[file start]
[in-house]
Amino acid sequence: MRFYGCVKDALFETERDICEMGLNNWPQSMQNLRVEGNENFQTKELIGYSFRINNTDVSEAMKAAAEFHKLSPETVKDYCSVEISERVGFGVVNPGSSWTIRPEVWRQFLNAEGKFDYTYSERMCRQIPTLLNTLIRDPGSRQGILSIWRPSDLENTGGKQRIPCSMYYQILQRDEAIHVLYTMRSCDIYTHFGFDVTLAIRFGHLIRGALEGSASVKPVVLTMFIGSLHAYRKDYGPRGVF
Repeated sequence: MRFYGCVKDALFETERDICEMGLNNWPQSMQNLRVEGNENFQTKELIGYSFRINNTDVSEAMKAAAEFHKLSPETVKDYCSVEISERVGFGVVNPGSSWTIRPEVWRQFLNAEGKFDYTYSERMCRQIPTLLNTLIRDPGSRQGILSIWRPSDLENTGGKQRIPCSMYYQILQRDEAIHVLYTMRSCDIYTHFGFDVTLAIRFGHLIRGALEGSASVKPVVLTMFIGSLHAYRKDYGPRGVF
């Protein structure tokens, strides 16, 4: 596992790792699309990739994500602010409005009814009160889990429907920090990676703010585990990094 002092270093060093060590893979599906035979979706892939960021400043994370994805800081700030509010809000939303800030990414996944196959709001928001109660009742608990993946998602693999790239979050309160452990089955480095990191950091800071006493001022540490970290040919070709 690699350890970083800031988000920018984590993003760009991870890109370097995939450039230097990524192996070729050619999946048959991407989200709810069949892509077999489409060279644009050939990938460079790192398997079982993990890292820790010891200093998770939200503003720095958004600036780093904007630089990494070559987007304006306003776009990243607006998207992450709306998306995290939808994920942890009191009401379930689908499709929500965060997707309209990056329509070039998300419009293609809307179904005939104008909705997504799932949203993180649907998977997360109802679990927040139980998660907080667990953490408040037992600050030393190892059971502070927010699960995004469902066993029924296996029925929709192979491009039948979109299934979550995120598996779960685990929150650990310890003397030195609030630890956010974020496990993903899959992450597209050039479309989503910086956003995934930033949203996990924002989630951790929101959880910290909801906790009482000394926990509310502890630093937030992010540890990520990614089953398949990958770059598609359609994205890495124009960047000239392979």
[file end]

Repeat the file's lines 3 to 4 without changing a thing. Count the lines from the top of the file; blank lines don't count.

Repeated sequence: MRFYGCVKDALFETERDICEMGLNNWPQSMQNLRVEGNENFQTKELIGYSFRINNTDVSEAMKAAAEFHKLSPETVKDYCSVEISERVGFGVVNPGSSWTIRPEVWRQFLNAEGKFDYTYSERMCRQIPTLLNTLIRDPGSRQGILSIWRPSDLENTGGKQRIPCSMYYQILQRDEAIHVLYTMRSCDIYTHFGFDVTLAIRFGHLIRGALEGSASVKPVVLTMFIGSLHAYRKDYGPRGVF
């Protein structure tokens, strides 16, 4: 596992790792699309990739994500602010409005009814009160889990429907920090990676703010585990990094 002092270093060093060590893979599906035979979706892939960021400043994370994805800081700030509010809000939303800030990414996944196959709001928001109660009742608990993946998602693999790239979050309160452990089955480095990191950091800071006493001022540490970290040919070709 690699350890970083800031988000920018984590993003760009991870890109370097995939450039230097990524192996070729050619999946048959991407989200709810069949892509077999489409060279644009050939990938460079790192398997079982993990890292820790010891200093998770939200503003720095958004600036780093904007630089990494070559987007304006306003776009990243607006998207992450709306998306995290939808994920942890009191009401379930689908499709929500965060997707309209990056329509070039998300419009293609809307179904005939104008909705997504799932949203993180649907998977997360109802679990927040139980998660907080667990953490408040037992600050030393190892059971502070927010699960995004469902066993029924296996029925929709192979491009039948979109299934979550995120598996779960685990929150650990310890003397030195609030630890956010974020496990993903899959992450597209050039479309989503910086956003995934930033949203996990924002989630951790929101959880910290909801906790009482000394926990509310502890630093937030992010540890990520990614089953398949990958770059598609359609994205890495124009960047000239392979």